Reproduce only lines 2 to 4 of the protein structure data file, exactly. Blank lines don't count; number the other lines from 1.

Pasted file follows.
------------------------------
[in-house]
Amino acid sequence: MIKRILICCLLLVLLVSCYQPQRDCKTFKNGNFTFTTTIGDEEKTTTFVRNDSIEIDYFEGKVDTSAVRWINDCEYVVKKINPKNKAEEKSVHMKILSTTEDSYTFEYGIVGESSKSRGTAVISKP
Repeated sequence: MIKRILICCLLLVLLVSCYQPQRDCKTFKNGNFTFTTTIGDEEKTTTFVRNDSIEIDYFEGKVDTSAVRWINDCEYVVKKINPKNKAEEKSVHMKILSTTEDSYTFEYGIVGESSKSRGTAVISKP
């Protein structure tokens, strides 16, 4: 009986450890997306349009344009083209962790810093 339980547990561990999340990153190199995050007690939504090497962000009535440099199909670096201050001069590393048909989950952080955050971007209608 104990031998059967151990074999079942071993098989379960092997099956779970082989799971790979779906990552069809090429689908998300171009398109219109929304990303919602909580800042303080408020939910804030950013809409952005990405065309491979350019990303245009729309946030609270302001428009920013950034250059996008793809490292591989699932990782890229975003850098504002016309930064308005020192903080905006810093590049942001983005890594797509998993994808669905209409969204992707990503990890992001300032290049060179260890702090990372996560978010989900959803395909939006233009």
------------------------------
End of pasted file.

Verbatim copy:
Amino acid sequence: MIKRILICCLLLVLLVSCYQPQRDCKTFKNGNFTFTTTIGDEEKTTTFVRNDSIEIDYFEGKVDTSAVRWINDCEYVVKKINPKNKAEEKSVHMKILSTTEDSYTFEYGIVGESSKSRGTAVISKP
Repeated sequence: MIKRILICCLLLVLLVSCYQPQRDCKTFKNGNFTFTTTIGDEEKTTTFVRNDSIEIDYFEGKVDTSAVRWINDCEYVVKKINPKNKAEEKSVHMKILSTTEDSYTFEYGIVGESSKSRGTAVISKP
């Protein structure tokens, strides 16, 4: 009986450890997306349009344009083209962790810093 339980547990561990999340990153190199995050007690939504090497962000009535440099199909670096201050001069590393048909989950952080955050971007209608 104990031998059967151990074999079942071993098989379960092997099956779970082989799971790979779906990552069809090429689908998300171009398109219109929304990303919602909580800042303080408020939910804030950013809409952005990405065309491979350019990303245009729309946030609270302001428009920013950034250059996008793809490292591989699932990782890229975003850098504002016309930064308005020192903080905006810093590049942001983005890594797509998993994808669905209409969204992707990503990890992001300032290049060179260890702090990372996560978010989900959803395909939006233009």